4 Steps To Make Your Mix Translate Outside Your Studio

If you have ever created your own mixed music, then you understand that not all systems were created equal. What sounded good in the studio, might not sound good anywhere else.

In your car listening to it, there’s a chance that it could come out sounding awful. That’s why personally, I ALWAYS take test mixes into the car first. that is where most people are going to be listening to my music.

Next, I listen in headphones. But not studio reference headphones (I do that while mixing, though). I’m talking about earbuds (AirPods, etc.) connected to a mobile device. When not listening in the car, our fans are listening on mobile devices.

And finally, I put it in the CD player and play it over the big speakers attached to the entertainment center. Again, these are consumer speakers and not studio monitors. If there is anything off about the mix that didn’t show up in my car and phone tests, it will always show up here.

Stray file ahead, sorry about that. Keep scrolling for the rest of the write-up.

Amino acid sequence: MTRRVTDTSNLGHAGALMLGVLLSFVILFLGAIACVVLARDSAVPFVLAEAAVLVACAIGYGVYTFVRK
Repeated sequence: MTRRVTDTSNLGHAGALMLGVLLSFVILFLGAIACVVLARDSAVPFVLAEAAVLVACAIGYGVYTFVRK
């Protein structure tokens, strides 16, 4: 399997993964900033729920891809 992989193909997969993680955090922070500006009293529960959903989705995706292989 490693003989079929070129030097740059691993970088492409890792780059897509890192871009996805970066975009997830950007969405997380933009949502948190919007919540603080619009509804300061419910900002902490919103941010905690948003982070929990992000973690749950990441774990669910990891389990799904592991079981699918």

After all these tests, I take notes and go back to the studio, fix everything, and repeat until it sounds great in those three places.

With Graham’s process, which relies a lot on using a “reference track,” you can do much the same thing I talked about above. But it is probably much less time consuming :-).

Key Takeaways:

  • Have you ever mixed a song that sounds good in your studio only to play it in your car or at your friend’s house and it completely falls apart?
  • The differences between studio and other speakers can be one of the most frustrating aspects of mixing music.
  • During this video, many aspects of music and mixing are discussed.

“Have no fear though my friend – I have a solution for you and a 4 step process to ensure your mix will sound good EVERYWHERE, not just in your home studio.”

Read the full article here.

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